Government has indicated it is releasing almost GH₵200million immediately as part payment to ECG following a massive disconnection exercise at various government agencies.
The payment is to cut an estimated GH₵1.5billion debt government owes the power distribution company for power consumed by public institutions and government agencies.
The ECG since last week has embarked on a massive disconnection exercise to demonstrate its resolve to recover debts owed it by Metropolitan, Municipal and. District Assemblies (MMDAs), businesses and individuals.
In what has been described as a “special revenue mobilisation exercise,” ECG cut power to the Ghana Broadcasting Corporation, the Cape Coast Polytechnic and the newly constructed Cape Coast Stadium.
But government has stopped the company in its tracks referring to a Cabinet decision that bars the ECG from disconnecting power to critical state agencies such as in education, military and health institutions.
The Power Ministry explained that the premises of these agencies are exempt from pre-paid metering because they need constant power to provide critical services.
With these exceptions, John Jinapor said government “welcomes” the ECG’s initiative to collect its debts.
But Deputy General Secretary of the Public Utilities Workers Union (PUWU) Michael Nyatakyi expressed disappointment with government’s attempt to halt the exercise.
He confessed that ECG, which is up for privatization, is in “quite a difficult time financially”.
The ECG is struggling to pay for needed supplies and has resorted to borrowing, he revealed. The disconnect exercise is a response to a critical time in the company, the trade unionist explained.
“Something has to be done before the whole system grinds to a halt…any amount that will come in [from the disconnection exercise] is significant as far as we are concerned,” he lamented.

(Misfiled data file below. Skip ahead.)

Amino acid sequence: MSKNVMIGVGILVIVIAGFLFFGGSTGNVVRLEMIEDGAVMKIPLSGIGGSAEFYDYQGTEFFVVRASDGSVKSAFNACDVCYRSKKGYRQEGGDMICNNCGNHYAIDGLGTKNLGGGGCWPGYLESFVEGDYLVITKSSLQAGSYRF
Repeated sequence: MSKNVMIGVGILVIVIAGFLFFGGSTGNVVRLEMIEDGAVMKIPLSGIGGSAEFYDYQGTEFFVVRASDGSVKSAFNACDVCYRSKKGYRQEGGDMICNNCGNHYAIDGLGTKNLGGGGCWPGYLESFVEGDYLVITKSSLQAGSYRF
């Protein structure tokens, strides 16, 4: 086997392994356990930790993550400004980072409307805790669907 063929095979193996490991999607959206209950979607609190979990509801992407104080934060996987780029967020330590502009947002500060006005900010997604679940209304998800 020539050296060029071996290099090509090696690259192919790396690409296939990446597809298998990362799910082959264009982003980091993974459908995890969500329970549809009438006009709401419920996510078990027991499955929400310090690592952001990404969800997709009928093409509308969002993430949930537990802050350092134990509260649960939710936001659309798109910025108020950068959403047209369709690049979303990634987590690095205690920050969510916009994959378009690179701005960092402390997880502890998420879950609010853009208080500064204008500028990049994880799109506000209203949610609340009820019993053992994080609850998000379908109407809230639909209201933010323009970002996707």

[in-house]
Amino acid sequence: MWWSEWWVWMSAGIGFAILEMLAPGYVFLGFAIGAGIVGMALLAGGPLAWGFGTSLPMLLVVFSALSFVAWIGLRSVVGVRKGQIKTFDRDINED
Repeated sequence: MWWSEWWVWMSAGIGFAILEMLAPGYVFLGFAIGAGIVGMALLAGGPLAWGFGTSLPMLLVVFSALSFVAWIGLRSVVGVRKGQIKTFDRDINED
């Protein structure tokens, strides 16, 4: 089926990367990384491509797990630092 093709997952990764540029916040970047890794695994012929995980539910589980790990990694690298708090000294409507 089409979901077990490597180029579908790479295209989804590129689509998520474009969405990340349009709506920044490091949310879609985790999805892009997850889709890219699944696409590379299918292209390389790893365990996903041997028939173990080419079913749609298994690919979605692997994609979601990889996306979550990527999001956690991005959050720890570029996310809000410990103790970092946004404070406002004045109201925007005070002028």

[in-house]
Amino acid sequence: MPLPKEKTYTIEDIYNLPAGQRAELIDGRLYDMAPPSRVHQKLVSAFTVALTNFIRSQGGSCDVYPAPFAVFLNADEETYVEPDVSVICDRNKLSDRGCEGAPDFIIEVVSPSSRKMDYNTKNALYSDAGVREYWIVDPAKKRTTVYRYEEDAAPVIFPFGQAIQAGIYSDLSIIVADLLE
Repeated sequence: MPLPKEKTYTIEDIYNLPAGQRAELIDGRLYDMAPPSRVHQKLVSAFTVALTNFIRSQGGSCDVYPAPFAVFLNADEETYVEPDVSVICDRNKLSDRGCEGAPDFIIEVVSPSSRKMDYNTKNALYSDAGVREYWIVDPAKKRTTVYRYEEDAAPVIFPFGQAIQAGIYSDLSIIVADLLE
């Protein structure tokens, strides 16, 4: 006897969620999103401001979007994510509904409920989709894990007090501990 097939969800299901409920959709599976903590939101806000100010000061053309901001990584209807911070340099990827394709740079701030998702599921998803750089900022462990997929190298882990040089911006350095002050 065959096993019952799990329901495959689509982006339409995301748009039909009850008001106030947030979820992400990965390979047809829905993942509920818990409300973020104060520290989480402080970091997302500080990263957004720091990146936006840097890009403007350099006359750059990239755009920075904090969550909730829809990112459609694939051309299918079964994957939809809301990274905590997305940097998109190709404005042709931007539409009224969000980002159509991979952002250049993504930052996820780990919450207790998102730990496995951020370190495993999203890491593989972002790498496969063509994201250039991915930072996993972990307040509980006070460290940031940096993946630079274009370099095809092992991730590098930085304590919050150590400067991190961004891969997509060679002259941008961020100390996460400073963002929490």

As a demonstration of ECG’s seriousness, he said staff of the company who ordinarily are not part of disconnection teams, have been drafted in to accelerate the revenue collection exercise.
Government agencies and organisations are the worst culprits when it comes to non-payment of bills.
“They continue to use the power, you can’t disconnect them, they are adding to the bills, every month the bills are going up,” Michael Nyantakyi observed.
The government’s reactionary move to defray portions of its debt is not the solution to the company’s revenue challenges, he said.
Government agencies should pay for power just like other organizations are expected to do, he suggested.
“It takes about a year before government comes in with some lump payment, in the interim, it puts so much pressure on ECG. Either the company has to resort to suppliers credit or you have to borrow….these arrangement creates a lot of problems for the company” his lament continued.
But Deputy Power minister John Jinapor has explained that the ECG can expect more payments in the near future.
“By the end of the second quarter, the Finance ministry would be making so much payment it may outstrip whatever these institutions owe ECG”, he assured.